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Blue Mountain
Mountain/Rock

Blue Mountain

 
Blue Mountain

Page Type: Mountain/Rock

Location: Georgia, United States, North America

Lat/Lon: 34.81260°N / 83.7553°W

Object Title: Blue Mountain

County: Towns

Activities: Hiking

Season: Spring, Summer, Fall, Winter

Elevation: 4020 ft / 1225 m

 

Page By: Sarah Simon

Created/Edited: Jan 17, 2012 / Jan 17, 2012

Object ID: 771664

Hits: 2739 

Page Score: 85.36%  - 20 Votes 

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Overview

 
The rocky trail from Blue Mountain
The rocky trail from Blue Mountain


Roughly mid-way between Unicoi Gap northbound on the AT and the Blue Mountain Shelter rises Blue Mountain. Reaching 4,020 feet, Blue Mountain is both a “Georgia 4er” as well as a Georgia Top 20 summit (based on summits with 300 feet or more prominence). Blue Mountain sits on the crest of the Tennessee Valley Divide and rises above the Naked Mountain Branch of Henson Creek.

Rank: 19th Highest peak in Georgia
Prominence: 709 feet
USGS Quad: Jacks Gap
Planning Map: Appalachian Trail Conservance: Chattahoochee National Forest | Springer Mountain to Bly Gap | GEORGIA

Rank & Prominence: Lists of John

Getting There

Fern forest
Fern forest
The nearest town to Blue Mountain is Helen, Georgia, about 90 minutes north-northeast of Atlanta. This map shows you how to get there from surrounding communities, including Atlanta.

From GA 75/17 (paved) at Unicoi Gap via the AT
• To reach Unicoi Gap, travel south on GA 75 11.6 miles from Hiawassee or north 9.2 miles from Helen.
• From Unicoi Gap (ample parking), head southbound on the Appalachian Trail.
• Follow the white blazes
One-way distance: 1.4 miles
Elevation Gain: 1,050 feet
Summit Marker?
Summit Marker?


Blue Mountain Map
 

Red Tape

 
Large ferns near summit
Large ferns near summit
 
Southern slopes of Blue Mountain
Southern slopes of Blue Mountain


There is no fee to visit this part of the Chattahoochee National Forest and permits are not required for overnight stays in the backcountry. Please be mindful of posted Forest Service user warnings, such as “problem bear” alerts and campfire bans. Note that the Appalachian Trail is open to foot traffic only. Motorized vehicles and pack animals are not permitted.

Please practice Leave No Trace principals:
1. Plan Ahead and Prepare
2. Travel and Camp on Durable Surfaces
3. Dispose of Waste Properly
4. Leave What You Find
5. Minimize Campfire Impacts
6. Respect Wildlife
7. Be Considerate of Other Visitors

Hiking Through the Mist on Blue Mountain


Through the mist (3)
 
Through the mist (2)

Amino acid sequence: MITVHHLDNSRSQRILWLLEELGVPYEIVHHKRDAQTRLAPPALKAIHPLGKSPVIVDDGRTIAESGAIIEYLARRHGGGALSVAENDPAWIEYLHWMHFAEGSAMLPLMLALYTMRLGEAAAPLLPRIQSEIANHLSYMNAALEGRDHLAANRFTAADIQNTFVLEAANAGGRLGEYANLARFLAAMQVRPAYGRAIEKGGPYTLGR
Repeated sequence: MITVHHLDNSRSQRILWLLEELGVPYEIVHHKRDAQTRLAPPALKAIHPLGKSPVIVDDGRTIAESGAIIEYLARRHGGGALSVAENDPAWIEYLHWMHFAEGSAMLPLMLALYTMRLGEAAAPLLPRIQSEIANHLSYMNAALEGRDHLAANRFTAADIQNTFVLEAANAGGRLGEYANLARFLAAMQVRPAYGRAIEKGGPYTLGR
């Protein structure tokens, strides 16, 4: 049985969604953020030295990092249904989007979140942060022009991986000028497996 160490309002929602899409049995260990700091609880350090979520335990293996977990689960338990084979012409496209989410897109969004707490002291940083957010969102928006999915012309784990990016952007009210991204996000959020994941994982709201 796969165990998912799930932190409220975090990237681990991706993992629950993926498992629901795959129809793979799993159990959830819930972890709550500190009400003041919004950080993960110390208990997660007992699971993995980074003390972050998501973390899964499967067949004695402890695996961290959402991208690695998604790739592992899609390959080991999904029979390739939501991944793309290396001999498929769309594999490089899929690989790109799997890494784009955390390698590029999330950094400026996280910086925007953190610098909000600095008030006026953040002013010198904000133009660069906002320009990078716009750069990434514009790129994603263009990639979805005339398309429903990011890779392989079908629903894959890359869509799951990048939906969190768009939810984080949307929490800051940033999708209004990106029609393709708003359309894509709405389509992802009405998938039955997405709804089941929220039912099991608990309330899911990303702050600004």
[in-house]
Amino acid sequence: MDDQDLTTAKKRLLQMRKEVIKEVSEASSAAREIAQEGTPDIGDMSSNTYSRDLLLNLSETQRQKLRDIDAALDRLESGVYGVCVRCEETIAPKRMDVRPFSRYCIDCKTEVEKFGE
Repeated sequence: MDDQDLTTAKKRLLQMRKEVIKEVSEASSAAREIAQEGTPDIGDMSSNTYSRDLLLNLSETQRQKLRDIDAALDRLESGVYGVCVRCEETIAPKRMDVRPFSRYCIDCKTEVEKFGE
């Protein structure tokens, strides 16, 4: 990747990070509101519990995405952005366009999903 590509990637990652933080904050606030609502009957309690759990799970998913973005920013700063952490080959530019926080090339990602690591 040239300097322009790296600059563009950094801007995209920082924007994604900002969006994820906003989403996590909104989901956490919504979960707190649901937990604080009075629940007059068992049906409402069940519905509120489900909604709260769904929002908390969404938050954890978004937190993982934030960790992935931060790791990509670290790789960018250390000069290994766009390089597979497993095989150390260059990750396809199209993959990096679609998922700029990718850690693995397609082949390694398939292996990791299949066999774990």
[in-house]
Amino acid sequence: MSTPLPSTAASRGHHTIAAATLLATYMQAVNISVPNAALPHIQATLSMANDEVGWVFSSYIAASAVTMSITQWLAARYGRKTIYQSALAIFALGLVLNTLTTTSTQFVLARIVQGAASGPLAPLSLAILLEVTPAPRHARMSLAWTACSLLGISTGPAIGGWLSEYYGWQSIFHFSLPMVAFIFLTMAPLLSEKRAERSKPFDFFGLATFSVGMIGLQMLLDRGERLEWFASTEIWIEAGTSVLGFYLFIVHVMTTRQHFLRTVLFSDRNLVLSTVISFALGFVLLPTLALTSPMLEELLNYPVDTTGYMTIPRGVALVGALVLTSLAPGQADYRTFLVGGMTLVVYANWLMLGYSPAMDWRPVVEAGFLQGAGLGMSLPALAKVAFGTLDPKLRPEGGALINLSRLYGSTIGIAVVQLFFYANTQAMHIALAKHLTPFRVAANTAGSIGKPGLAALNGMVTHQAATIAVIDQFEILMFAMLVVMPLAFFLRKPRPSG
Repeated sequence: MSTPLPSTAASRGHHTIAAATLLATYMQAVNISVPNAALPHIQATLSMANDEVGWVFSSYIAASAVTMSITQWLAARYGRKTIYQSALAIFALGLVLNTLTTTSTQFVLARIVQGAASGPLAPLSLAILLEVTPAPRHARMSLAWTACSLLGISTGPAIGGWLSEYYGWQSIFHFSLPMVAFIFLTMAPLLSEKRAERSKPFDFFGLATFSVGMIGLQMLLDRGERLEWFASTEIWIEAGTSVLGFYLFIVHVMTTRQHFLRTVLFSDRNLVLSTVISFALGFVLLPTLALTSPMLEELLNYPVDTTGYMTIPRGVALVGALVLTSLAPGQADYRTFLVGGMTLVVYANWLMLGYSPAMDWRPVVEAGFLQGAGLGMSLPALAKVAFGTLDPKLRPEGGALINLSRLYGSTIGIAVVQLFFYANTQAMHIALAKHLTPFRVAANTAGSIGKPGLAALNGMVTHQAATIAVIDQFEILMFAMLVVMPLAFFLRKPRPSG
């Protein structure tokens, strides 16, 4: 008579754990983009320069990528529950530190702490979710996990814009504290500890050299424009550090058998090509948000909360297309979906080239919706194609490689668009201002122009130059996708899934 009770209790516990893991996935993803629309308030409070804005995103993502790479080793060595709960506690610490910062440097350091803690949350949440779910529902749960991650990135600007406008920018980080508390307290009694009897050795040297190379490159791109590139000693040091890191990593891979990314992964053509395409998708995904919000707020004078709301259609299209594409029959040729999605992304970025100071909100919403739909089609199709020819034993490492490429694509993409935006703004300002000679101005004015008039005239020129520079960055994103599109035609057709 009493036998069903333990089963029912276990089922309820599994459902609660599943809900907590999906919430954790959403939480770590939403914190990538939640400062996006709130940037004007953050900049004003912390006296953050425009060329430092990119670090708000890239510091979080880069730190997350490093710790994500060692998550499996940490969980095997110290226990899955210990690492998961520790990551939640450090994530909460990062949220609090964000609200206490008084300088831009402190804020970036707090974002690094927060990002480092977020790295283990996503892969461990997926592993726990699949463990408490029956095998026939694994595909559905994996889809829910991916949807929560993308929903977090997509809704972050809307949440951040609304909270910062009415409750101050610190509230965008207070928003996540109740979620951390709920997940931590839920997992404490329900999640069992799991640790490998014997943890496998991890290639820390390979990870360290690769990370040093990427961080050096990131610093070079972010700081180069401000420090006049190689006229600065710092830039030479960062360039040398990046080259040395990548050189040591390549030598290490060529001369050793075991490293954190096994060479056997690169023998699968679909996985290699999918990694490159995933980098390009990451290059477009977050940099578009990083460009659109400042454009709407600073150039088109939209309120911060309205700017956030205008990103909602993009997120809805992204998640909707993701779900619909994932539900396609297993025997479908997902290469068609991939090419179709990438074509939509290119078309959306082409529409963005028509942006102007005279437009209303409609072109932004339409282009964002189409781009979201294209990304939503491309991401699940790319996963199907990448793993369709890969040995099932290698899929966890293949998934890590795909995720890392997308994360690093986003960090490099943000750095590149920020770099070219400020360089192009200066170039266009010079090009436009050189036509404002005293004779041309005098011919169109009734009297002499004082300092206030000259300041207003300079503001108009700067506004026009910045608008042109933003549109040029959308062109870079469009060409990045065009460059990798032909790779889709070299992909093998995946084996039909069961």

Through the mist (1)
 

Camping

AT Backpacker Camping: Blue Mountain Shelter
Blue Mountain Shelter is just 0.8 mile southbound on the AT from Blue Mountain and sleeps approximately 7. There are ample flat spots for tent camping. Note that water is downhill of the shelter. (Many head southbound on the AT briefly to a spring at Hanson Gap.) Additionally, this shelter sits someone exposed to the weather on a ridge and is known for high winds during weather events.

Tent Camping at Blue Mountain Shelter


Camping, Blue Mountain Shelter (2)
 
Camping, Blue Mountain Shelter (3)
 
Camping, Blue Mountain Shelter (1)
 


Unicoi State Park
Nearby Georgia State Park Unicoi State Park features a lodge (100 rooms) and camping (82 sites), plus 30 cottages and something called the Squirrels Nest, a special group campsite of 16 platforms sleeping 4 each.

Weather & Seasons


Click for Hiawassee, Georgia Forecast Spring and Fall are considered by many the most pleasant time to visit the Southern Appalachians.

Spring: In the Spring, daytime temperatures and warm and evenings are cool while the flowering shrubs are in bloom and the waterfalls are running. Water sources such as springs are most reliable this time of year.

Fall: In the fall, the broadleaf deciduous trees put on a bright display of autumn color, though waterfalls may not be as impressive and springs and other water sources less reliable. The air is cooler and crisper and visibility should be prime for long-range views.

Summer: Summer in this part of the country can be oppressively hot and humid and even the higher elevation and ample tree cover will not keep the hiker from feeling overheated, sticky and dirty. High humidity and haze plus deep leaf cover mean limited long-range vistas, though it is in summer that the term “temperate rainforest” will have the most meaning to and be most appreciated by the visitor.

Winter: Winter in the Southern Appalachians can range from cool and damp to cold and severe with bouts of deep snow following major storms. In other words, while this range may be relatively low in elevation and southern in latitude, mountains are still mountains and can bring unpredictable and potentially dangerous weather.
Trail rolling across summit
Trail rolling across summit
White Oak and mist
White Oak and mist

Images